Clayton Kershaw Remains Wildly Unreliable in the Postseason

Clayton Kershaw, Division Series - San Diego Padres v Los Angeles Dodgers - Game Two
Clayton Kershaw, Division Series - San Diego Padres v Los Angeles Dodgers - Game Two / Tom Pennington/Getty Images

Clayton Kershaw was scratched from his Game 2 start in the NLCS on Tuesday as his balky back acted up again. Kershaw has dealt with persistent back issues since the 2014 season and opened the 2020 campaign on the injured list after reinjuring it. Now it has flared up in the postseason and it's just the latest example of how Kershaw has been unreliable in the playoffs during his 13-year career.

Kershaw is arguably the greatest regular season pitcher of his generation, but his struggles in October are well-documented. Despite a dazzling regular season ERA of 2.43 and a WHIP of 1.00 to go along with a 175-76 record, he's never matched that level of performance in the playoffs. His career record in the postseason is 11-11 with a 4.23 ERA and a WHIP of 1.07 in 34 games (27 starts). But those numbers get worse the deeper he goes into the playoffs.

In the NLDS, Kershaw's ERA is 6-4 with a 4.02 ERA in 15 games (13 starts), but in the NLCS he's 3-5 with a 4.61 ERA in 13 games and nine starts. And in the World Series, Kershaw has been abysmal, posting a 1-2 record with a 5.40 ERA and a 1.16 WHIP in five games (four starts). Additionally, his ERA when facing elimination (5.77) is the second-worst in major league history for individuals who have thrown at least 20 innings. Tim Wakefield holds the record at 6.75.

Perhaps more than the cumulative numbers, it's Kershaw's meltdowns in key spots that have been so noteworthy. It happened as recently as Game 5 of the 2019 NLDS. Kershaw entered that game in relief and surrendered back-to-back home runs that allowed the Washington Nationals to tie things a 3-3 in the top of the eighth. The Nats would go on to win the game, series and eventually the World Series.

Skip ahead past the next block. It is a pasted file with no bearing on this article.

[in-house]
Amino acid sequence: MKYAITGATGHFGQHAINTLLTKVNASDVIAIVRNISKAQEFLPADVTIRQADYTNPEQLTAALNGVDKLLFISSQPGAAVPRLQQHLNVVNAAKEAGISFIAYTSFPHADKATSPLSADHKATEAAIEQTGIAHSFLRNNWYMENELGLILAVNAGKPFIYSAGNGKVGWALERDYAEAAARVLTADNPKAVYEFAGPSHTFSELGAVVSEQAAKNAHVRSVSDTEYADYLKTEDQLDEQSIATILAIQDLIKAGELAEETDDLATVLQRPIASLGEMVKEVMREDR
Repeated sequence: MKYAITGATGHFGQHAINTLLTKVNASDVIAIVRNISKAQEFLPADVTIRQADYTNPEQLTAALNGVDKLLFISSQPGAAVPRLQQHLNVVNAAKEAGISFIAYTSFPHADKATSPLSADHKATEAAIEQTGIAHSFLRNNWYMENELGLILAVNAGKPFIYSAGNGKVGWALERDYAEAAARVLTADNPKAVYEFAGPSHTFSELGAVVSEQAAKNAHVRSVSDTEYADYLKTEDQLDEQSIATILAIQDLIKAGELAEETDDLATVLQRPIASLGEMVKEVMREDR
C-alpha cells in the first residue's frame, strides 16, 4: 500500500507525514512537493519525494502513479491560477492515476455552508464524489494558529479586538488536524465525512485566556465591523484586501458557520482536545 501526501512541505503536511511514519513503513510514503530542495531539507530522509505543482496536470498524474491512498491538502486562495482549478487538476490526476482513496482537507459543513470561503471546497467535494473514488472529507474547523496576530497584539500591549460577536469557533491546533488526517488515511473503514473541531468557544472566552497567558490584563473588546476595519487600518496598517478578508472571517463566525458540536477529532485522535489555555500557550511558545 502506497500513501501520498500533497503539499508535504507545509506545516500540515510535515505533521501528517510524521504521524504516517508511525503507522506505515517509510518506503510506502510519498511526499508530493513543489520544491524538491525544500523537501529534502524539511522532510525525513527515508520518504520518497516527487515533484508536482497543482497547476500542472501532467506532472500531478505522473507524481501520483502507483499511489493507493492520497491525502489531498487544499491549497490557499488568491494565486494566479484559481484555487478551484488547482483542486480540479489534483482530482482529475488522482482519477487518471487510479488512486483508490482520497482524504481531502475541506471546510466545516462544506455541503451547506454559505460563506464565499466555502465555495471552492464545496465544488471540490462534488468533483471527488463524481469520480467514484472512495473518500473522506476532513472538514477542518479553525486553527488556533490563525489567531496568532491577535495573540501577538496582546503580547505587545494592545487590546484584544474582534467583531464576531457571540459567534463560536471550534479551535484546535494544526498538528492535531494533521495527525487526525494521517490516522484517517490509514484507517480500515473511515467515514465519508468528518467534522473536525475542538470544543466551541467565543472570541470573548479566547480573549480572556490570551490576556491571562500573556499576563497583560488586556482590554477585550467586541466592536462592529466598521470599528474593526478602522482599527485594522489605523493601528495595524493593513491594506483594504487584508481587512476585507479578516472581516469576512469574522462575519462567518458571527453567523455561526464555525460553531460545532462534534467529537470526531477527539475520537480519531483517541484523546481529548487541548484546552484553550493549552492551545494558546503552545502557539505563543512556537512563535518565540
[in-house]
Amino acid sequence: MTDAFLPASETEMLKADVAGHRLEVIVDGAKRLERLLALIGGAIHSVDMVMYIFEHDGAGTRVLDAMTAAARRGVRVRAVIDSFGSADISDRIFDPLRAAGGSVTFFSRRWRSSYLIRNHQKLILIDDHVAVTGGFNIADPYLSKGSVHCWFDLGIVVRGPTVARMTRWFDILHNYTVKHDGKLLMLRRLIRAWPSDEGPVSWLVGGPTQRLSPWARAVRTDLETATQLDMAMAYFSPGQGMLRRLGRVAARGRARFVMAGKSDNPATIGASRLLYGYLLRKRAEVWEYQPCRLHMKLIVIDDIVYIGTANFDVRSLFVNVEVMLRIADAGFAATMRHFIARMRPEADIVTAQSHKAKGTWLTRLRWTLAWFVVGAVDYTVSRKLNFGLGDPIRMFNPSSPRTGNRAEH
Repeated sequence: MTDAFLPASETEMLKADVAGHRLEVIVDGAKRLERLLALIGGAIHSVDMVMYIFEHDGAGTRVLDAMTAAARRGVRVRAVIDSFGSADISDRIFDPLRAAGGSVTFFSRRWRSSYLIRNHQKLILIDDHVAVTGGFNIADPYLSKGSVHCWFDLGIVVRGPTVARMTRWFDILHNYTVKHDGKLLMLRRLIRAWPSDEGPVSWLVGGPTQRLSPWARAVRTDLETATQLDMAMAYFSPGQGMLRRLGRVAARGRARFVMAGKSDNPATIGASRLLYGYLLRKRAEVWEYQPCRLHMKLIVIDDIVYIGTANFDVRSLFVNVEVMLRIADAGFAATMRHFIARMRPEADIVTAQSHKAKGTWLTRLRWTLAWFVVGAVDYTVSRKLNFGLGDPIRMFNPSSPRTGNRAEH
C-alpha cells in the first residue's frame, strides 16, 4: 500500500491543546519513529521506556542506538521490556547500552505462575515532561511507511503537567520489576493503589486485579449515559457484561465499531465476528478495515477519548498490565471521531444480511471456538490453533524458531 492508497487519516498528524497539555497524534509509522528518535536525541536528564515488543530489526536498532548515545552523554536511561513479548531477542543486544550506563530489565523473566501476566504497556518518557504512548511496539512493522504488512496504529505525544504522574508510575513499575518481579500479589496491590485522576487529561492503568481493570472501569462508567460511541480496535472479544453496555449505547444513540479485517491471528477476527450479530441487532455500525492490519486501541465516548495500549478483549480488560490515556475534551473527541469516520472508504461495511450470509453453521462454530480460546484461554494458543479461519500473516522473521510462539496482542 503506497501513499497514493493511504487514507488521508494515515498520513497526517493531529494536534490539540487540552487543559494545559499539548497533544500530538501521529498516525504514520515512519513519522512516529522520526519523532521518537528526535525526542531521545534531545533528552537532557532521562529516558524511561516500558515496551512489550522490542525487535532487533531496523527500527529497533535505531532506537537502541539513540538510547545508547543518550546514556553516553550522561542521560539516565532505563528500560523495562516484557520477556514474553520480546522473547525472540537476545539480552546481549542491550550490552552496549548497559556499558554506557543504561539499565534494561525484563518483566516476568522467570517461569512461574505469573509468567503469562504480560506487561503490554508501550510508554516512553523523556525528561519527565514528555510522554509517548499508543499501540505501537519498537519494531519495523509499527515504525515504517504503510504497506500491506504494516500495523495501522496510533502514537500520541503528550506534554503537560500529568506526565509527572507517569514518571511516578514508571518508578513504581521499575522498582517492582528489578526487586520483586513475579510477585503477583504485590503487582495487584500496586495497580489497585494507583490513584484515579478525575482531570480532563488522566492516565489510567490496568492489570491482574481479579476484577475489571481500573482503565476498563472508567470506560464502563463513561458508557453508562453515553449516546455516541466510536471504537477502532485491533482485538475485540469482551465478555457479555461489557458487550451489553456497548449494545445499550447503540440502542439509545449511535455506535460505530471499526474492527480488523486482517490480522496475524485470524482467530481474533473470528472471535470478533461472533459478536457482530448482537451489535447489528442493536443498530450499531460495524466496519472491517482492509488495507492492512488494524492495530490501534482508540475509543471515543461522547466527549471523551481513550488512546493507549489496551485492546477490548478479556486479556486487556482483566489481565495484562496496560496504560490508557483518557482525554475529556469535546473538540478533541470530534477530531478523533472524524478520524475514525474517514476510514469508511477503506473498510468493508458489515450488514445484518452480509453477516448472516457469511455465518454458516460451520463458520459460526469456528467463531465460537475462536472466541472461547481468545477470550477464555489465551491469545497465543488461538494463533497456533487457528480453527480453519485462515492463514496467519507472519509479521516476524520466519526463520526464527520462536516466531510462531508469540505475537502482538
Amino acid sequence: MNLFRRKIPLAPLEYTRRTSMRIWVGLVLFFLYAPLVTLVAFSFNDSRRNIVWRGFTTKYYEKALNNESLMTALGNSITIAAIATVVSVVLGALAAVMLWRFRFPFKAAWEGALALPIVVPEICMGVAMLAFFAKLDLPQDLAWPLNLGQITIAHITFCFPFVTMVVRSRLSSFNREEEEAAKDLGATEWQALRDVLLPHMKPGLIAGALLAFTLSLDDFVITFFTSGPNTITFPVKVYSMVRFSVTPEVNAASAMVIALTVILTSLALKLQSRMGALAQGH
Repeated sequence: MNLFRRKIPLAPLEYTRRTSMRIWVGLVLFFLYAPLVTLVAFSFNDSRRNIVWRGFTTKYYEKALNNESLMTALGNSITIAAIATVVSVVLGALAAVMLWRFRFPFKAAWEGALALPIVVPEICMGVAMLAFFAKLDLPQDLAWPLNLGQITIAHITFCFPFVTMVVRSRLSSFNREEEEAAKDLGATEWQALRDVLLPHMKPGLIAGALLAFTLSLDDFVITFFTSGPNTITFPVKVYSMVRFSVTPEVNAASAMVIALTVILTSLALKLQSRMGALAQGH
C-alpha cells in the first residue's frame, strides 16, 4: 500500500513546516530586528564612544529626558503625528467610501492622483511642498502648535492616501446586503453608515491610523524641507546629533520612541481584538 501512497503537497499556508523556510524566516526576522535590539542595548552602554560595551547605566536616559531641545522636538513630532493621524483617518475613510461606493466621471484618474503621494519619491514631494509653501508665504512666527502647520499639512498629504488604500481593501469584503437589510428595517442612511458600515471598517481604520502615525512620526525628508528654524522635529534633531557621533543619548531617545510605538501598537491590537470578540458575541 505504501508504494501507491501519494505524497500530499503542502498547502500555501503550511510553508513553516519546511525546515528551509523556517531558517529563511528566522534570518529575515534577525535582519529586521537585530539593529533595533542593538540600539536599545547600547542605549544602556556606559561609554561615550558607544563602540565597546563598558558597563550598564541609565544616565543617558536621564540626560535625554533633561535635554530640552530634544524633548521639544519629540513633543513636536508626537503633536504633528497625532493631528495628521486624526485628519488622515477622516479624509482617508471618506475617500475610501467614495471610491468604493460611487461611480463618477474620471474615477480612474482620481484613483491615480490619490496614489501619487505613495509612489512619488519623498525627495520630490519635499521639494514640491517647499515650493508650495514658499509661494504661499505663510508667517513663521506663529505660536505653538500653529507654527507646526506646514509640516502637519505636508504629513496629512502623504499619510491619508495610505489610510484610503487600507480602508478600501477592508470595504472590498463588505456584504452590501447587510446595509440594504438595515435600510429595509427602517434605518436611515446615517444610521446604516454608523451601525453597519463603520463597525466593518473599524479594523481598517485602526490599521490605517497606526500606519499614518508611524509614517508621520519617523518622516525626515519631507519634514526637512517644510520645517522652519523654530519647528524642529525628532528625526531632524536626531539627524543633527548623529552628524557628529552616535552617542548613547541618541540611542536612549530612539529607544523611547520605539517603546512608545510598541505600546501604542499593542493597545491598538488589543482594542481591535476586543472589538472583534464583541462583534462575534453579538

In Game 5 of the 2018 World Series Kershaw was called on with his team facing elimination against the Boston Red Sox. He went seven innings but served up three homers, as he gave up seven hits and four total runs. That line included a home run by now-teammate Mookie Betts. The Dodgers lost to the Red Sox 5-1 and watched Boston celebrate a championship at Dodger Stadium.

After pitching brilliantly in Game 1 of the 2017 World Series, Kershaw was lit up for six earned runs by the Houston Astros in Game 5. He only lasted 4.2 innings and the trash can-banging 'Stros won 13-12 in 10 innings. They went on the beat the Dodgers in seven games to hoist the trophy.

Facing elimination in Game 6 of the 2016 NLCS, the Dodgers called on Kershaw to rescue them and he couldn't. He lasted only five innings, and gave up five runs on seven hits including home runs by Willson Contreras and Anthony Rizzo. The Cubs won the series and wound up winning their first World Series since 1908.

That's four straight years Kershaw has turned in a clunker against the team that went on to win the World Series. In three of those years he pitched poorly in an elimination game the Dodgers lost. There are a litany of other postseason meltdowns I could point to, including the 2013 NLCS and the 2014 and 2015 NLDS. It's been incredibly hard to watch such a great player fail so many times in big moments.

In 2020 the Dodgers are overwhelming favorites to finally take home their first World Series title since 1988. After his team lost Game 1 of the NLCS to the Atlanta Braves, Kershaw has been pulled from Game 2 due to injury. While he is undoubtedly a first-ballot Hall of Famer and probably the greatest of his era, Los Angeles simply has not been able to count on its ace in the postseason.

For the Dodgers to finally break their World Series drought, Kershaw needs to be on the mound and effective. He's never proven he can do that when it matters most.